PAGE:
NKANDLA, South Africa — The threat of bloodshed and civil unrest hung in the air for days, but it vanished quickly and painlessly under a star-freckled country sky.

When Jacob Zuma, South Africa’s former president, was whisked away late Wednesday to prison from his Nkandla homestead in a motorcade of luxury cars, there was a sense of relief that a vow by his supporters to fight the police to the death to prevent his arrest never came to pass.

But while the start of Mr. Zuma’s 15-month prison sentence for contempt unfolded smoothly, the road ahead for one of Africa’s storied liberation parties may be anything but easy. The incarceration of Mr. Zuma, 79, drove a deeper wedge through the governing African National Congress party, long fractured between allies of the former president and the current one, Cyril Ramaphosa, according to party members and political analysts.

The Zuma camp, which had maintained that Mr. Zuma was treated unjustly, quickly framed his imprisonment as an extension of his legacy as a freedom fighter, which included a decade incarcerated on Robben Island alongside Nelson Mandela. There were calls for civil disobedience and to defy the current party leadership.

Now questions are swirling around whether the divisiveness will further erode the party’s electoral dominance, with the prospect that angry Zuma supporters could turn away from a party they insist has mistreated him. And some worry about the effect the A.N.C.’s internal squabbles could have on a government battling a slew of formidable challenges: staggering unemployment, a vicious third wave of coronavirus infections, vast inequality and the shoddy delivery of basic services like water and electricity.

“These internal battles, by the way, have nothing to do with what is in the interest of the majority of people,” said Tshepo Madlingozi, a law professor at the University of the Witwatersrand in Johannesburg. “I’m scared that this kind of division and internal fights moves our focus away from the real issues.”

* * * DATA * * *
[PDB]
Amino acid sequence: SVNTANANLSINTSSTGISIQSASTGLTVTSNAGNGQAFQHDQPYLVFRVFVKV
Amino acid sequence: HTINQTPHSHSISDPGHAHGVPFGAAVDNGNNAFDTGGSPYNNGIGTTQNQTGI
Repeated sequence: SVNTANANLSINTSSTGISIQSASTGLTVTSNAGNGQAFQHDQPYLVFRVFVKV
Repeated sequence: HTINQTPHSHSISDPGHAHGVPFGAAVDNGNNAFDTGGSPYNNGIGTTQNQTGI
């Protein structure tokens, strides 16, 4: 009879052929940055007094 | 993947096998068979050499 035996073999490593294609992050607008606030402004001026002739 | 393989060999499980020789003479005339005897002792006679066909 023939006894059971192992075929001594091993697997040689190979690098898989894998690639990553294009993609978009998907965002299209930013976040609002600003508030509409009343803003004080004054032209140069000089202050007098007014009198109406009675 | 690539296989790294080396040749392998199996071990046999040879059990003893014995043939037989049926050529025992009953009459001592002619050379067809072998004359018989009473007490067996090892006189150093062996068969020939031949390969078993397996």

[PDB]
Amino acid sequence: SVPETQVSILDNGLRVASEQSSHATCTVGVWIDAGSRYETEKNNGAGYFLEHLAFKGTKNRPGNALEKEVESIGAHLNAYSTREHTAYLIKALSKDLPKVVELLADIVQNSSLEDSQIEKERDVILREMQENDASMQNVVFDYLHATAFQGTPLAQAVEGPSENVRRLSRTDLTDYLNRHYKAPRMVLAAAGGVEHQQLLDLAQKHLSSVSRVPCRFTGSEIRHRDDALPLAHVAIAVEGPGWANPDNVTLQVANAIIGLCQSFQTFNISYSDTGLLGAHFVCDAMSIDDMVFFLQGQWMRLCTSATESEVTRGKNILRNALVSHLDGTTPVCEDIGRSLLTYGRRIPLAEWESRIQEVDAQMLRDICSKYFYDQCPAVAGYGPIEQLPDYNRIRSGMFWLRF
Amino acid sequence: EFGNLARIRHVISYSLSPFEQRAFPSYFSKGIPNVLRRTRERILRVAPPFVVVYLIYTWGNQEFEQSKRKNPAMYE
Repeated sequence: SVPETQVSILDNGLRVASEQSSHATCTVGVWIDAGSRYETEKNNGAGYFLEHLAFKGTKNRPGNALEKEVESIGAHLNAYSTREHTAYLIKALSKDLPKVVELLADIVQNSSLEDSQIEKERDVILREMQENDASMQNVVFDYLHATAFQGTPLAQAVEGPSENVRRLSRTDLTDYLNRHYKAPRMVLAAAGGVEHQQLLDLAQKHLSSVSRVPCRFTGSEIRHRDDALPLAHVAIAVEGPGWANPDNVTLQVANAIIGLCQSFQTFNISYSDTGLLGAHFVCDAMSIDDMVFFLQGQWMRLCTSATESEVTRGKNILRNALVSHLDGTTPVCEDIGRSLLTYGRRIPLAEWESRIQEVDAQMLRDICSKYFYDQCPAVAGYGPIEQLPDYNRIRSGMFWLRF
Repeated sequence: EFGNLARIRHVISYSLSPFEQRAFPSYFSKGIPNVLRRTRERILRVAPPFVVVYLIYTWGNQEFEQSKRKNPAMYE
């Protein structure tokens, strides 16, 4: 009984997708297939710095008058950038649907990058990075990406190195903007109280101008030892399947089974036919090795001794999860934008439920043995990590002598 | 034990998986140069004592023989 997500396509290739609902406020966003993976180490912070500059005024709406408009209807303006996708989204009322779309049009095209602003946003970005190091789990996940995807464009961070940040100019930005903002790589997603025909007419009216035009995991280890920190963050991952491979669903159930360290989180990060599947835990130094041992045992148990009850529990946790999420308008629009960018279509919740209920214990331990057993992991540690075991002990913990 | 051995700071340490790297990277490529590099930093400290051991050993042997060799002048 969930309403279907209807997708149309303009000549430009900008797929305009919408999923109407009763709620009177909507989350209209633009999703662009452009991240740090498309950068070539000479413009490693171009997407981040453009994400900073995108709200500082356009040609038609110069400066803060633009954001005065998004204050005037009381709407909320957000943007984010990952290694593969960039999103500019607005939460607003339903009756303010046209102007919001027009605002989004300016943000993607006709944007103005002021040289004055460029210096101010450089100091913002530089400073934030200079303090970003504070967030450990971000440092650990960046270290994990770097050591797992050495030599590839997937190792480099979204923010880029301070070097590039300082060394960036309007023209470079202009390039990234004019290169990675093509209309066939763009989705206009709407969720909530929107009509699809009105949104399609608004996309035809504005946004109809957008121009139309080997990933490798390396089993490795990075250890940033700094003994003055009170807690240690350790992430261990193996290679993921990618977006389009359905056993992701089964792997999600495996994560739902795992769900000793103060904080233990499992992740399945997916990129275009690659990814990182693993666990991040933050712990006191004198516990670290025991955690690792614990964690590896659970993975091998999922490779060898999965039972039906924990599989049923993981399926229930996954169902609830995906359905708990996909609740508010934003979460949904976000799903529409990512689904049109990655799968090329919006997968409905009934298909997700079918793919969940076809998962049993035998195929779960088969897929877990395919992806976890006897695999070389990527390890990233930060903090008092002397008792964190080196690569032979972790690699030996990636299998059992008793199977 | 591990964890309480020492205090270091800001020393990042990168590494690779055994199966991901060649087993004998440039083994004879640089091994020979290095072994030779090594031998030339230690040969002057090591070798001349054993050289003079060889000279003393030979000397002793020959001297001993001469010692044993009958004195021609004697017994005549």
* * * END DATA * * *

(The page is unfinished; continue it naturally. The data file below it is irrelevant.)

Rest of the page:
In some ways, Mr. Ramaphosa — once Mr. Zuma’s deputy but now his foe — may be able to tighten his grip on control of the party and the government, experts said.

He rose to power on a vow to root out corruption that had become endemic during the Zuma years. Mr. Zuma’s arrest may send a warning to the former president’s allies, some of whom have their own corruption-related legal entanglements.

It also may force some of Mr. Zuma’s allies within the party to distance themselves from him out of political expediency and to fall in line with Mr. Ramaphosa’s program of governance.

Mr. Ramaphosa, 68, is a billionaire who made much of his wealth in business investments during post-apartheid efforts at Black economic empowerment. His governing efforts have centered largely on restoring business confidence in South Africa by shepherding the country past an era in which graft may have driven away many investors and hurt the economic prospects and livelihoods of everyday citizens.

Critics argue that Mr. Ramaphosa has failed to embrace an aggressive strategy to eradicate the country’s racial wealth disparities, and they accuse him of helping South Africa’s white minority preserve its economic dominance.

Zuma supporters claim to promote a program called radical economic transformation, which seeks to increase Black wealth through things like the seizure of white-owned land. They frame Mr. Ramaphosa not as an anticorruption crusader, but as someone using the courts to settle political scores.

The A.N.C. seemed to acknowledge its fragile state, releasing a statement on Thursday that praised Mr. Zuma for turning himself in and also emphasized the importance of the rule of law.

“Without doubt,” it said, “this is a difficult period in the movement, and we call upon our members to remain calm.”